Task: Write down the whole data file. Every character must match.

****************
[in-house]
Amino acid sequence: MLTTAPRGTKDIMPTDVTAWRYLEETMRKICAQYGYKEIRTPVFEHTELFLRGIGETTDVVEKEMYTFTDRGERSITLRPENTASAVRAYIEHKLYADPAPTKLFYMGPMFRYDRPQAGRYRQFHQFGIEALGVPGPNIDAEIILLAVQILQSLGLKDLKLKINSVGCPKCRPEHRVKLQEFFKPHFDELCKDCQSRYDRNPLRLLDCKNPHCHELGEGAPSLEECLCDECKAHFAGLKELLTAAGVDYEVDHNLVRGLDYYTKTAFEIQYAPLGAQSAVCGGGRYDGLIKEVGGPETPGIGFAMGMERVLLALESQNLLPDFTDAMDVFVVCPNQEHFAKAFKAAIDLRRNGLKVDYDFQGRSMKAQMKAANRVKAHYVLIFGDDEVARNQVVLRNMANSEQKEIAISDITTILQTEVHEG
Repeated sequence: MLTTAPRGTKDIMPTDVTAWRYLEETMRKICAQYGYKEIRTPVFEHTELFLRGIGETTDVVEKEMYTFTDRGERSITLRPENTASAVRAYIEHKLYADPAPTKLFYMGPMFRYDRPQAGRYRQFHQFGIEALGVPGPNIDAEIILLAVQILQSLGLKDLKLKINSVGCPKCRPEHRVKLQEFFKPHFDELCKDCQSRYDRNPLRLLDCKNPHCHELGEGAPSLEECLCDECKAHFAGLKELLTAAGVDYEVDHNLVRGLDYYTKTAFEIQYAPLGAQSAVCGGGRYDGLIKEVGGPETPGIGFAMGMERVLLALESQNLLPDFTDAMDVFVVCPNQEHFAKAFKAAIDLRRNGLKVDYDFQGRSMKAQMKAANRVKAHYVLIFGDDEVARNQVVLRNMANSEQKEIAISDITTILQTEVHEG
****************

[in-house]
Amino acid sequence: MLTTAPRGTKDIMPTDVTAWRYLEETMRKICAQYGYKEIRTPVFEHTELFLRGIGETTDVVEKEMYTFTDRGERSITLRPENTASAVRAYIEHKLYADPAPTKLFYMGPMFRYDRPQAGRYRQFHQFGIEALGVPGPNIDAEIILLAVQILQSLGLKDLKLKINSVGCPKCRPEHRVKLQEFFKPHFDELCKDCQSRYDRNPLRLLDCKNPHCHELGEGAPSLEECLCDECKAHFAGLKELLTAAGVDYEVDHNLVRGLDYYTKTAFEIQYAPLGAQSAVCGGGRYDGLIKEVGGPETPGIGFAMGMERVLLALESQNLLPDFTDAMDVFVVCPNQEHFAKAFKAAIDLRRNGLKVDYDFQGRSMKAQMKAANRVKAHYVLIFGDDEVARNQVVLRNMANSEQKEIAISDITTILQTEVHEG
Repeated sequence: MLTTAPRGTKDIMPTDVTAWRYLEETMRKICAQYGYKEIRTPVFEHTELFLRGIGETTDVVEKEMYTFTDRGERSITLRPENTASAVRAYIEHKLYADPAPTKLFYMGPMFRYDRPQAGRYRQFHQFGIEALGVPGPNIDAEIILLAVQILQSLGLKDLKLKINSVGCPKCRPEHRVKLQEFFKPHFDELCKDCQSRYDRNPLRLLDCKNPHCHELGEGAPSLEECLCDECKAHFAGLKELLTAAGVDYEVDHNLVRGLDYYTKTAFEIQYAPLGAQSAVCGGGRYDGLIKEVGGPETPGIGFAMGMERVLLALESQNLLPDFTDAMDVFVVCPNQEHFAKAFKAAIDLRRNGLKVDYDFQGRSMKAQMKAANRVKAHYVLIFGDDEVARNQVVLRNMANSEQKEIAISDITTILQTEVHEG